Friday, August 06, 2010

Tierrasanta, where Santa Claus wears a Tiara

It's funny how perceptions work differently in different languages. If you're below a certain age, the most famous Chinese name after Mao Zedong (or Mao Tse-Tung if you're even older) is probably Chun Li, the cute fighting vixen from Street Fighter II who shouts "Yatta!" ("I did it!") after she wins a fight. While the brains of English speakers labor over properly memorizing a strange-sounding name like Chun Li, which has no mental hooks for us to attach it with, Japanese have the benefit of being able to internalize the name using kanji characters. Because kanji names have meaning, Japanese might get the impression that Chun Li was a beautiful baby born in the spring, since the characters mean "Spring Beauty." We have a house in the Tierrasanta area of San Diego, and just for fun I asked my Japanese daughter what she thought the name might mean. Her answer was really cute: "It means Santa Claus wearing a tiara crown."
"Tierrasanta" made my daughter think of Santa-san wearing a tiara.

Mid-Summer Greetings Cards

Hello again from Japan, where the zipper in your pants is known as the "window of society" (shakai no mado), one of my favorite random euphemisms.

This has been a difficult summer for Japan. First, the heat has been incredible, contributing to more than 100 deaths and sending thousands to the hospital, including comedian George Tokoro, who plays the voice of Ponyo's father. Japan has also started finding that some of its oldest citizens are in fact dead or missing. It all started when municipal authorities decided to check up on an 111 year old man, only to find a mummified corpse that had been there for thirty years. This may have been part of the man's personal choice to self-mumify himself in a Buddhist custom of purification, but his family is going to have some 'splaining to do about why they kept his pension money for themselves all these years. Another 50 centenarians are said to be missing, including a 113-year-old woman born in 1897, Tokyo's oldest citizen.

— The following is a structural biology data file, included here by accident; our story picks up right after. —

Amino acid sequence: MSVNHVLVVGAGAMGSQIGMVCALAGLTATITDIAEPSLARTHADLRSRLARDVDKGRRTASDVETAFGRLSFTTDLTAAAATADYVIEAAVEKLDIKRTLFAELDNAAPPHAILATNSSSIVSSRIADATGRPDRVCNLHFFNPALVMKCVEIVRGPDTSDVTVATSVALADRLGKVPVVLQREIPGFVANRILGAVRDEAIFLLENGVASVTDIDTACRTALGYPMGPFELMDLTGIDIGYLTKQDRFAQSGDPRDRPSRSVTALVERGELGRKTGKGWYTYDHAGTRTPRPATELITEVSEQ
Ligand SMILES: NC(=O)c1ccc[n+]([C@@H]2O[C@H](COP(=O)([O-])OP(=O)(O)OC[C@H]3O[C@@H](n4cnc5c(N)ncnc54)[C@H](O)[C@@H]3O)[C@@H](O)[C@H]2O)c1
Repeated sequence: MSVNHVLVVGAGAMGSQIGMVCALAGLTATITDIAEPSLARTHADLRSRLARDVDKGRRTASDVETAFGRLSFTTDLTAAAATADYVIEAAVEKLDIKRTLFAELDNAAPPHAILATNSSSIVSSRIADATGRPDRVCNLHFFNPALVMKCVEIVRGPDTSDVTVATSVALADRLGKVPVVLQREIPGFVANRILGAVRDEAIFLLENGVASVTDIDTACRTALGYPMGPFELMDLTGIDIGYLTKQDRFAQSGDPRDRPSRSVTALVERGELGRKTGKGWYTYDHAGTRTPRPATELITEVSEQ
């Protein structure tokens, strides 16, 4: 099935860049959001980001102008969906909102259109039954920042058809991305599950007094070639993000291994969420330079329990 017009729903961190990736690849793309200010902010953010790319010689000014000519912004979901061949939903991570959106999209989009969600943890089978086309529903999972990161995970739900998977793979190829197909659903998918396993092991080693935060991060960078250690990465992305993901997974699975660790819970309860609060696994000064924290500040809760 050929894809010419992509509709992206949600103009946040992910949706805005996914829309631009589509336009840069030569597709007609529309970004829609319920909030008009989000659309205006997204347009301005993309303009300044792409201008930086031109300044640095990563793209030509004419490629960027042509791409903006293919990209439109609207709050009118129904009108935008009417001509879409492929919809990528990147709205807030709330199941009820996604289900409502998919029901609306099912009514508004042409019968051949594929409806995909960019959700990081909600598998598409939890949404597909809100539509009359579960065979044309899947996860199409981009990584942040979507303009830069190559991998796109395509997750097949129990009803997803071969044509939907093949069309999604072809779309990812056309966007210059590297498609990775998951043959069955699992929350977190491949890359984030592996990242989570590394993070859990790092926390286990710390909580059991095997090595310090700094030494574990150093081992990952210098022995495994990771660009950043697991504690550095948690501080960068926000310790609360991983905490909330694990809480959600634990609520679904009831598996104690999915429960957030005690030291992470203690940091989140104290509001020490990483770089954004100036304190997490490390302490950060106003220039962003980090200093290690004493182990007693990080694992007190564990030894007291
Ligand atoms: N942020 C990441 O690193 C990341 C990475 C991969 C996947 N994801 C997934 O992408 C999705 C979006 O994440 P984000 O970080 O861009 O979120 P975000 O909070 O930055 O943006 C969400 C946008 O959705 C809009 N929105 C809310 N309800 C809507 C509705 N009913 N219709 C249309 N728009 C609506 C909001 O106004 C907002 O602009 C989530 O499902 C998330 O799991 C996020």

Yes, this summer has been a hot one, with temperatures as high as 38 degrees Celsius (100 degrees Fahrenheit), of course with very high humidity. It's the perfect weather for enjoying some Japanese mugi cha or refreshing barley tea, which is the most popular drink in Japan when it's hot out. In Japan there's a nice custom called shochuu omimai or a mid-summer greeting card. Individuals and businesses exchange these cards in July and August, and the various companies J-List works with such as Soft on Demand and dating-sim game companies Will and Nitroplus send us these cards to see how we're handling the hot summer.